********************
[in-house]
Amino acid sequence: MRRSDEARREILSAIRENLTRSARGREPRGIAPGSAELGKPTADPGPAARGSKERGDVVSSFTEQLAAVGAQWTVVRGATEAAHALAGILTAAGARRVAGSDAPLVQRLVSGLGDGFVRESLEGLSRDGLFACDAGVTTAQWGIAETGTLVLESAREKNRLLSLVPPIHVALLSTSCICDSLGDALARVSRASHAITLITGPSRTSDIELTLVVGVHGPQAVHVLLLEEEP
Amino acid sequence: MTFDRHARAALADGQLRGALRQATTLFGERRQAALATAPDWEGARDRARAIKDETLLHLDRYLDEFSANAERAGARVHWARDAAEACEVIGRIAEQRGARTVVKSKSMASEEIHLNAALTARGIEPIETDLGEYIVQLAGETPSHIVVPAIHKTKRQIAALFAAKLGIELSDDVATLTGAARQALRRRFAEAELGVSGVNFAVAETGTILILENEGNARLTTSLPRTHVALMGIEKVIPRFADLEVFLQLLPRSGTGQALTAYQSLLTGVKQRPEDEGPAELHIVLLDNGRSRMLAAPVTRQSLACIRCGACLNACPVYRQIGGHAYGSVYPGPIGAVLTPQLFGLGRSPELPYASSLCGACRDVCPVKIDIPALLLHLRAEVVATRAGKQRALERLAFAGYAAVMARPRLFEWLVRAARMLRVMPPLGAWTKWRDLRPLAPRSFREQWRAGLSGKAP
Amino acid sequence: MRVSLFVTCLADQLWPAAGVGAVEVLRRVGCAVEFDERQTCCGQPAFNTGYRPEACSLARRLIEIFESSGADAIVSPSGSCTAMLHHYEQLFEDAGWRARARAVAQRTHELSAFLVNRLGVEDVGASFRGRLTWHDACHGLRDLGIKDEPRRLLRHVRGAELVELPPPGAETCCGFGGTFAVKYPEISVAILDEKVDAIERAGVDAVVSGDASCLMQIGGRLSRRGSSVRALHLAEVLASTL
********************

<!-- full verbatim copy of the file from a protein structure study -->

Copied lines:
[in-house]
Amino acid sequence: MRRSDEARREILSAIRENLTRSARGREPRGIAPGSAELGKPTADPGPAARGSKERGDVVSSFTEQLAAVGAQWTVVRGATEAAHALAGILTAAGARRVAGSDAPLVQRLVSGLGDGFVRESLEGLSRDGLFACDAGVTTAQWGIAETGTLVLESAREKNRLLSLVPPIHVALLSTSCICDSLGDALARVSRASHAITLITGPSRTSDIELTLVVGVHGPQAVHVLLLEEEP
Amino acid sequence: MTFDRHARAALADGQLRGALRQATTLFGERRQAALATAPDWEGARDRARAIKDETLLHLDRYLDEFSANAERAGARVHWARDAAEACEVIGRIAEQRGARTVVKSKSMASEEIHLNAALTARGIEPIETDLGEYIVQLAGETPSHIVVPAIHKTKRQIAALFAAKLGIELSDDVATLTGAARQALRRRFAEAELGVSGVNFAVAETGTILILENEGNARLTTSLPRTHVALMGIEKVIPRFADLEVFLQLLPRSGTGQALTAYQSLLTGVKQRPEDEGPAELHIVLLDNGRSRMLAAPVTRQSLACIRCGACLNACPVYRQIGGHAYGSVYPGPIGAVLTPQLFGLGRSPELPYASSLCGACRDVCPVKIDIPALLLHLRAEVVATRAGKQRALERLAFAGYAAVMARPRLFEWLVRAARMLRVMPPLGAWTKWRDLRPLAPRSFREQWRAGLSGKAP
Amino acid sequence: MRVSLFVTCLADQLWPAAGVGAVEVLRRVGCAVEFDERQTCCGQPAFNTGYRPEACSLARRLIEIFESSGADAIVSPSGSCTAMLHHYEQLFEDAGWRARARAVAQRTHELSAFLVNRLGVEDVGASFRGRLTWHDACHGLRDLGIKDEPRRLLRHVRGAELVELPPPGAETCCGFGGTFAVKYPEISVAILDEKVDAIERAGVDAVVSGDASCLMQIGGRLSRRGSSVRALHLAEVLASTL